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  • Writer's pictureScott Glazier

Apo Whang-Od: The 106-Year-Old Woman Keeping Batok Alive

Good Morning Speakeasy Readers!

It’s time to start the weekend. I hope everyone has fun plans. Just make sure to grab your sweaters, it's going to be another cool and cloudy week in Los Angeles.

Today’s topic is the 106-year-old tattoo artist Apo Whang-Od. Apo Whang-Od is a legendary tattoo artist known for her mastery of the traditional art of hand-tapped tattoos in the Philippines known as batok. Batok is an ancient tattooing technique that uses a mix of water and charcoal that's tapped into the skin using a thorn end of a pomelo or calamansi tree and a wooden mallet.

Born on February 17, 1917, in Kalinga province, Apo Whang-Od has spent her entire life in the mountain village of Buscalan, where she learned the art of traditional tattoos from her father, She is the first and only female mambabatok of her time and has been tattooing since she was 16 years old.

Whang-Od would travel to far and neighboring villages, summoned by host communities to imprint the sacred symbols of their ancestors on individuals who have crossed or about to cross a threshold in their lives. For men, this meant being an accomplished headhunting warrior. Which was expressed with a chest tattoo with patterns that crawled up the shoulders and down the arms, and could take days to finish. Women were tattooed for different reasons, primarily for fertility and beautification. The tattooed elder women of Kalinga often say that when they die, they can’t take their beads and gold with them to the afterlife. They only have the markings on their body.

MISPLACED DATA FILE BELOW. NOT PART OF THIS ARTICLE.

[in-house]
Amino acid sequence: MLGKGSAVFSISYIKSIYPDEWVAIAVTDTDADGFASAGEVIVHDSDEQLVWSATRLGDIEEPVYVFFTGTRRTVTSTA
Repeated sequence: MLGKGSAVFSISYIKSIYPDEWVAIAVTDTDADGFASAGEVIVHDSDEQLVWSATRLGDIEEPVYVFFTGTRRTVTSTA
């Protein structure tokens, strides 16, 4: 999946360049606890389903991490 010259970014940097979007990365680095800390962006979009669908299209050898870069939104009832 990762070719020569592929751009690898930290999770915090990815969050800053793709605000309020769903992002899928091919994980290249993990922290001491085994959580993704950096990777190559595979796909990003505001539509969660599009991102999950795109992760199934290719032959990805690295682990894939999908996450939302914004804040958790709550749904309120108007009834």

Despite the fact that Apo Whang-Od was not the first in her family to practice the art of hand-tapped tattoos, she quickly earned a reputation as a master tattoo artist. Her artistry was passed down from generations and underwent significant changes. She is known for her intricate designs and a blend of ancient and contemporary art.

For many years, Apo Whang-Od lived a quiet life in the mountains, tattooing locals with her traditional and ancient designs. However, in the early 2000s, her fame spread beyond the borders of her village, thanks to documentaries, cultural expos, and tourists who came to visit her.

Nevertheless, Apo Whang-Od's popularity doesn't make her rich, as she has always charged minimal fees for her tattoos, unlike other artists who charge thousands of pesos. She earns a living from the small income she gets from her art, from selling souvenirs such as native bags, and from the food and lodging fees paid by tourists who come to her village.

Whang-Od is one of the last mambabatok of her generation and has been training and inspiring the next generation of artists who will follow in her footsteps, continuing a thousand-year-old practice. Among her proteges are her grand-nieces Grace Palicas and Elyang Wigan.

Mambabatok can only pass on their craft within their bloodlines, and Whang-Od never had any children of her own so she chose her grand-nieces Grace Palicasa and Elyang Wigan. “I was the first child to learn how to tattoo. I just observed what she did," says Grace. “When I left for college in 2015, Elyang was next to learn so that she could help Apo when so many tourists were coming.”

Apo Whang-Od is a national treasure and a living icon of Philippine culture. Today, she is considered a cultural master and a leader in the preservation of Kalinga culture. Her contribution to the preservation and promotion of the traditional art of hand-tapped tattoos is immeasurable.

Until next time my fellow apes,

Peter Hernandez


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